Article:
USC’s 2014 Psychologically Healthy Workplace Award: Q & A with John Gaspari

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John Gaspari speaks on psychological health in the workplace.  Photo Credit: Larry Canner Photography. Photos Courtesy of the American Psychological Association. Used with permission.

John Gaspari speaks on psychological health in the workplace. Photo Credit: Larry Canner Photography. Photos Courtesy of the American Psychological Association. Used with permission.

As a National Winner of the 2014 Psychologically Healthy Workplace Award, USC had the honor of sending representatives to Washington, D.C. to accept the award from the American Psychological Association. While receiving this award on USC’s behalf, John Gaspari, Executive Director of the USC Center for Work and Family Life, was interviewed about positive work environments, the benefits of psychologically healthy practices in organizations, and the significance of this award to USC.

1.  Why is this award a significant achievement for your organization?

JG: At the end of the day, I think organizations are just social contexts.  And in these contexts, I think that the best work is done in and through relationships. This award not only recognizes USC’s good work in supporting the health and well-being of its faculty and staff, but serves as an important focal point for ensuring the continued integration of business imperatives with humane and enlightened business practices.

2.  Do you feel that your efforts to create a positive work environment give you a competitive advantage in attracting and retaining better employees?  If so, how?

JG: Our President, Max Nikias, often speaks of USC’s ascendency in the academic ranks.  Together, we are building one of the great academic research organizations in the world. But organizations like ours are intensely human endeavors.  Focusing on psychological and social health is not extraneous to our goals, but rather, it enables them!  Attracting and retaining the best and brightest scholars, researchers, students and staff is an essential part of this strategy.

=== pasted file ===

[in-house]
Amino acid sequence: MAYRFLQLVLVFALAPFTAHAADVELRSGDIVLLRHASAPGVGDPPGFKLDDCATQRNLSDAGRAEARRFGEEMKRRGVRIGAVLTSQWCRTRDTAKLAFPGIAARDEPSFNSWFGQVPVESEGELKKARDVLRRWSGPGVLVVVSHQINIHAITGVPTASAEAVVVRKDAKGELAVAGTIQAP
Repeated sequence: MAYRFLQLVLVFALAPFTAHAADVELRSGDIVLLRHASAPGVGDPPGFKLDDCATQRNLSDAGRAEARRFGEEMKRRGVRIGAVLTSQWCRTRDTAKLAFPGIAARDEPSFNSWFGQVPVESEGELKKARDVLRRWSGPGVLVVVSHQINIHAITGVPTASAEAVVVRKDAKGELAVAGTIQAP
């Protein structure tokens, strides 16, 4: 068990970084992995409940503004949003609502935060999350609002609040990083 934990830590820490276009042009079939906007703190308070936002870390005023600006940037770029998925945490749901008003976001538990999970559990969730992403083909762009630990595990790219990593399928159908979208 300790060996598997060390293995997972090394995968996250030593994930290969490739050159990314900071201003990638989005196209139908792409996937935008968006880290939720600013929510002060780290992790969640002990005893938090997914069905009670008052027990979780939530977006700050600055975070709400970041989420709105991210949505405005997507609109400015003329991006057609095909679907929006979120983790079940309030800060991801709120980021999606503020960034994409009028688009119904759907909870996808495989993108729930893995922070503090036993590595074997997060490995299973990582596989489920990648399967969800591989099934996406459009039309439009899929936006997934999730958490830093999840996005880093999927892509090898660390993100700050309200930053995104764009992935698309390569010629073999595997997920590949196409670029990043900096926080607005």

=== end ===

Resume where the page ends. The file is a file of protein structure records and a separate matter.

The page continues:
3.   Are the results of creating psychologically healthy practices worth the effort?

JG: I really can’t think of anyone at USC who doesn’t rely on someone else to get their work done. If, as modern neuroscience now tells us, that performance, productivity and happiness are nurtured and amplified in emotionally positive environments, then our efforts are not only worth it, but are critical to our success in differentiating ourselves in the marketplace.

Personally, I believe the point of this life is to “leave the place better than the way I found it”.  My staff and I touch people’s lives every day in ways we may not even be aware of.  USC has actively supported this endeavor as part of its business practices for nearly 35 years.  I think this award is a fitting recognition of that steadfast and enduring support of its people.

4.   What type of changes have you seen in your employees as a result of putting psychologically healthy workplace practices into place?

JG: People flourish in environments that provide adequate amounts of opportunity and challenge, but also ones that allow workers to feel safe, valued and supported.  While it is not likely that we will eliminate deleterious stress and incivility from the workplace anytime soon, we have seen significant reparative and protective effects in our employees, through the implementation and institutionalization of various psychologically healthy programs, polices and practices.  Our quality data and the direct feedback we receive quantify this.

5.   What type of changes have you seen in your organization as a result of putting psychologically healthy workplace practices into place?

JG:  USC has been in existence for over 130 years.  As such, our Trojan Family culture is tightly woven into our academic and business fabric. I think it’s difficult to unravel that fine weave and to be able to point to one factor contributing to our phenomenal growth and success.  Suffice it to say, though, that the myriad programs, practices and policies which support the psychological and physical health and well-being of our faculty and staff are as intentional as they are integral in contributing to our growing preeminence as a world-class academic research institution.